Tezuka Osamu & The Rectification of Mickey

Sugoroku gameboard (1947).

The informal circulation of Disney and other American animation characters reappeared in the early postwar period, both prominently on the face of products or hiding in their insides. Quality varies. On the well-drawn side, for example, is the following sugoroku game board from 1947 featuring an array of pilfered characters, but notably an array straight from the 30s: Betty Boop, Popeye, Mickey Mouse, and Donald Duck. Further down the scale are a number of tiny “bean book” manga (reportedly distributed as prizes at festival day game stalls or sold like candy for small change) starring various characters from American animation and comics, including Little Lulu, Felix the Cat, Mutt and Jeff, Heckle and Jeckle, Mickey, and “Duck.” Most manga at this time were not made for adults, but these are physically only for people with little fingers, measuring 6 x 4.25 cm, with sixteen pages of artwork folded accordion style on fragile paper glued delicately to the covers.

Bean manga (late 40s-50s).

The Mickey volumette is titled Mickey’s Fire Brigade. His name is spelled correctly in English on the cover, but on the first page of the interior it’s “Mikkiy,” an attempt to Romanize the Japanese rendering. Even words were not free from mutilation. Similarly, Mickey has his usual rodent-like snout on the inside, while on the cover he’s pug-nosed. The story: there is an alarm at the fire station, Mickey slides down the pole and races to the scene on the back of the truck, he attaches the hose after some troubles, climbs up the ladder and into a top floor of the burning building, where he first puts out the flames on his colleague’s butt before extinguishing the building fire by sucking water through the hose and filling his body like a bloated balloon and releasing it with the odd English-language sound of “JIYN.” The story ends with his fellow firemen congratulating him on a job well done.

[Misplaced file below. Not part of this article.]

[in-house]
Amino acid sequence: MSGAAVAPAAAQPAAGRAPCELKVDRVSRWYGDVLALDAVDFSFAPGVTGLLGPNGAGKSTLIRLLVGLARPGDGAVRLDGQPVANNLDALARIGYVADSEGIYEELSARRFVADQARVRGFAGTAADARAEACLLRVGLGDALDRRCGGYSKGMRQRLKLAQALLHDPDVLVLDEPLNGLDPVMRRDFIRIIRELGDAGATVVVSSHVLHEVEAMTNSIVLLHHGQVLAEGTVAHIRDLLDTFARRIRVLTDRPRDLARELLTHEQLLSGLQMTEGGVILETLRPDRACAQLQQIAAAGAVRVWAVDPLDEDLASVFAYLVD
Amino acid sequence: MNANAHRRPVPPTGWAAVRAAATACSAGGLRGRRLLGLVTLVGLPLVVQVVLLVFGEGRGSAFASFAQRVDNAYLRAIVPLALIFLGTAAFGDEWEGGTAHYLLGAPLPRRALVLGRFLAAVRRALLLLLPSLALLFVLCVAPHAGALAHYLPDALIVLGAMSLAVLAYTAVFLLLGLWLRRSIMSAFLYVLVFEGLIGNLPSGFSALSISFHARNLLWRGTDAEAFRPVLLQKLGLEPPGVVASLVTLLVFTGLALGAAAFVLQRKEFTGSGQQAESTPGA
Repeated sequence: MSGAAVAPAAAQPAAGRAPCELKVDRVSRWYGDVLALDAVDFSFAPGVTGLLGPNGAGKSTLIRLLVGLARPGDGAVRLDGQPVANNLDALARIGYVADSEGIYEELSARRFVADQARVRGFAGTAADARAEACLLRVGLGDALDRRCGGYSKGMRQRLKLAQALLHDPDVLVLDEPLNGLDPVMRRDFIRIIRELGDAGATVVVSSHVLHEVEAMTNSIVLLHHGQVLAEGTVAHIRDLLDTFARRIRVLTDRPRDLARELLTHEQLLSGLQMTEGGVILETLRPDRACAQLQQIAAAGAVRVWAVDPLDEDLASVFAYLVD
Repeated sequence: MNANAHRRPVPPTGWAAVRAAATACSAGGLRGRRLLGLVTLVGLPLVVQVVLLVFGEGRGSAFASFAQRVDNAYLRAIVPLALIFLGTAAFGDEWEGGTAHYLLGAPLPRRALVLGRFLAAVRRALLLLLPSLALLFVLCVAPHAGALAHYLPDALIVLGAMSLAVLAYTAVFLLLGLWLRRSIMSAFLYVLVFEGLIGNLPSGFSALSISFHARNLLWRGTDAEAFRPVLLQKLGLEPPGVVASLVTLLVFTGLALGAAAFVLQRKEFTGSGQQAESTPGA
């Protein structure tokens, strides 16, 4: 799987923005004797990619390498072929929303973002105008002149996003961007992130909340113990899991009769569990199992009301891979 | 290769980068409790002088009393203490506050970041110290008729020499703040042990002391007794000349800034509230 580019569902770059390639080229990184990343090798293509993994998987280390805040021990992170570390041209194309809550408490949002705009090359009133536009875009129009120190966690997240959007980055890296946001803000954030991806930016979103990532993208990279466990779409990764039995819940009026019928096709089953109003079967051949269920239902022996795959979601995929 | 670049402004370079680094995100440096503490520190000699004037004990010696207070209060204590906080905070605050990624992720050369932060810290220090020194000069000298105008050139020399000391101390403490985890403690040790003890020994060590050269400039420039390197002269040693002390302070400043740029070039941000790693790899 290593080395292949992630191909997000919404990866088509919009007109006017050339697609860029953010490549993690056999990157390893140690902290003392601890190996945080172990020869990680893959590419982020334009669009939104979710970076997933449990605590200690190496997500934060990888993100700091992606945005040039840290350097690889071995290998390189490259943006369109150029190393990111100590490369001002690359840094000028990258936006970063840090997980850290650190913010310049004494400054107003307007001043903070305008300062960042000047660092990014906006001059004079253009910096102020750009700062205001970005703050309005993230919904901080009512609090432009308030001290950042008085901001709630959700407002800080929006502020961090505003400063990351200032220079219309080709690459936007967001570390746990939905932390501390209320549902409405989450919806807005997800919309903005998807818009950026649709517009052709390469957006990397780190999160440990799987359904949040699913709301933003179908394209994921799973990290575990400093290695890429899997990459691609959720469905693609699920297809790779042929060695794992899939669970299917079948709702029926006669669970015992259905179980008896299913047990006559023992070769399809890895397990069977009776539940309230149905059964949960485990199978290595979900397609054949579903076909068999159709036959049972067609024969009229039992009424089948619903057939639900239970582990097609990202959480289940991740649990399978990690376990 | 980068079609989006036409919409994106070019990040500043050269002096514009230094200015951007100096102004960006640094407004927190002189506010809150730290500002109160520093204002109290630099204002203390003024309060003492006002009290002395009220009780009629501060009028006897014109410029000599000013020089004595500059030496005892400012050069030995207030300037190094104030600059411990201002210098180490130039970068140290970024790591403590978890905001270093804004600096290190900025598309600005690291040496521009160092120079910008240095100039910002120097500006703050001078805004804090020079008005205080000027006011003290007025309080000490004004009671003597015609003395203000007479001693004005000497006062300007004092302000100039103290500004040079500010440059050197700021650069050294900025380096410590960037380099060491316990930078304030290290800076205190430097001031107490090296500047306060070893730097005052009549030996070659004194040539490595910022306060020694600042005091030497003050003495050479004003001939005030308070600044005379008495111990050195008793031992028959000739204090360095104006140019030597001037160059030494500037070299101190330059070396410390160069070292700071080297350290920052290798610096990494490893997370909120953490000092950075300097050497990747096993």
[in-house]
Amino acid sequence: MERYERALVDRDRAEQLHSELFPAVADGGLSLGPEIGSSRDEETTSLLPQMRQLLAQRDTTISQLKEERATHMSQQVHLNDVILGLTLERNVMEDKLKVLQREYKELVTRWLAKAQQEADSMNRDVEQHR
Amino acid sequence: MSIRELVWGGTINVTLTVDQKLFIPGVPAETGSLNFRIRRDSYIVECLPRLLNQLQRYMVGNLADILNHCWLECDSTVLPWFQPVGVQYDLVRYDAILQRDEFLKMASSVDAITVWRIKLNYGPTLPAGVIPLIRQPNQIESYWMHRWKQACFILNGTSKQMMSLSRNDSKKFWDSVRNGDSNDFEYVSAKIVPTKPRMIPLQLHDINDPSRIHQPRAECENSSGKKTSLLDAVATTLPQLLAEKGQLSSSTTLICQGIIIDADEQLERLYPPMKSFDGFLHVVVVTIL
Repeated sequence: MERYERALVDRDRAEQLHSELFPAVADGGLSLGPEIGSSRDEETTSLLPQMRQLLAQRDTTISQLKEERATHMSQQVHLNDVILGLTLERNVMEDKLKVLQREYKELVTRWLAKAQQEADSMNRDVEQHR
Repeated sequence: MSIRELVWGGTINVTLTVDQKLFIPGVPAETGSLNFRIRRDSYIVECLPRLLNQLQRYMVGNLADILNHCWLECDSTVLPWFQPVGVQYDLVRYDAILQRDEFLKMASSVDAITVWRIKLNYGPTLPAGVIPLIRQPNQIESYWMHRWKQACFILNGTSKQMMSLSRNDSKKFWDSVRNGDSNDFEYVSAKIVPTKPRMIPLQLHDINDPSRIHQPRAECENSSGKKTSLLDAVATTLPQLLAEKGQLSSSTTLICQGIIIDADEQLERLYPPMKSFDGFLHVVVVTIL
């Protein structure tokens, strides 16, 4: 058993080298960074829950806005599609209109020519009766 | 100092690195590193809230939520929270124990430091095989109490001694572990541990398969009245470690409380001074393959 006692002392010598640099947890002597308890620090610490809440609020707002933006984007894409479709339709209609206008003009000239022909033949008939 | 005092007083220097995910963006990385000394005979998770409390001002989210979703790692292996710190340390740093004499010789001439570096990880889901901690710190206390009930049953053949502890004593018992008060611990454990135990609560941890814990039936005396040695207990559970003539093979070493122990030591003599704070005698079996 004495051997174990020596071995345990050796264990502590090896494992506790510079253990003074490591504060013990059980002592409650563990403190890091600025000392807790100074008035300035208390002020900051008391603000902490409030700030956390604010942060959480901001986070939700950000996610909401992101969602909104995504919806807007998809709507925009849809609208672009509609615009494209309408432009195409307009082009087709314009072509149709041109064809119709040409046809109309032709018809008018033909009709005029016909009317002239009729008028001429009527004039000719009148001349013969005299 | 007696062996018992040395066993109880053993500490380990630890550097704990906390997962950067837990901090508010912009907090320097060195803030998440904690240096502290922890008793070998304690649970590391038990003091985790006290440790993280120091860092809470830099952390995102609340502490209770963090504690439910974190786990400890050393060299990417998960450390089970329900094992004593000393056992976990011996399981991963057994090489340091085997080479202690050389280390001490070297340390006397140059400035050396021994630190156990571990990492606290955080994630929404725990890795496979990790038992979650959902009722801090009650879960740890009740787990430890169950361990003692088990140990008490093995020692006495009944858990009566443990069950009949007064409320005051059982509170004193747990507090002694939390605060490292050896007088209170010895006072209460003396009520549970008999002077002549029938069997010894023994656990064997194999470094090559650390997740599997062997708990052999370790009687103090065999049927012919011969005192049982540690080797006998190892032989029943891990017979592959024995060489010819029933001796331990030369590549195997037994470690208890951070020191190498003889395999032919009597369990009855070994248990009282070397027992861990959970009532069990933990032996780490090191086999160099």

Mickey's Fire Brigade, bean manga (late 40s-50s).
Mickey Mouse, pocket manga (late 40s-early 50s ), cover.

Sometimes Mickey appears in postwar manga alongside old screen stars like Popeye or King Kong. Sometimes he is instead drafted into newer roles. A “pocket manga” (12.75 x 8.75 cm) from the late 40s titled simply Mickey Mouse puts Mickey and Minnie in the position of Jerry of Tom & Jerry. Published by one Katō Paper Company (Katō kami gyōsha), perhaps this booklet had a promotional function. At least it gives you a sense of how informal akahon publishing could be, that if you simply had access to one of the essential materials – in this case paper – you were primed to take advantage of the akahon boom.

The author clearly had seen the old black and white Mickey shorts. It begins with Mickey in his old vaudeville mood dancing on a piano. Minnie arrives and calls him to play together on a wonderful train she found in the toy room. Mickey cranks it up and they ride around before Minnie gets thrown off and into the mouth of cannon. It’s reminiscent of Mickey’s Choo Choo (1929).

Mickey Mouse, pocket manga (late 40s-early 50s).

Then appears the Tom character, hiding behind a corner. He tries his best to catch the mice but fails each time from their wiles. The manga ends somewhat inexplicably with the mice marching across the room carrying a flag with the insignia of crowned cat. Tom stands at attention and salutes, while Mickey and Minnie march to safety in their mouse hole.

Mickey Mouse, pocket manga (late 40s-early 50s).
Mickey Mouse, pocket manga (late 40s-early 50s), back cover.

Parts of the manga recall the old Disney shorts, and the military ending Mickey’s mobilization in manga during the 30s. On the other hand, the setting – a house with a separate playroom for kids – clearly arrived with Tom. It’s a telling substitution. Instead of Disney’s outdoors, now one gets Tom & Jerry’s animated suburban home. Mickey has been domesticated, not as he was in the color films of the mid 30s by playing the role of a human homeowner, but rather as part of a child’s playroom, ostensibly a pest but acting more like a toy that has come alive. The changes seem appropriate for the period, when the American good life of suburban living was being promoted widely through movies as well as comics like Blondie. Appropriately, the back cover of this book has an image of Donald Duck with the following instruction: “Alphabet letters are hidden in this picture. Try to find them.” This akahon aimed to capitalize on the popularity of things American. Perhaps it also wished to equip the Japanese child to consort with the Occupiers.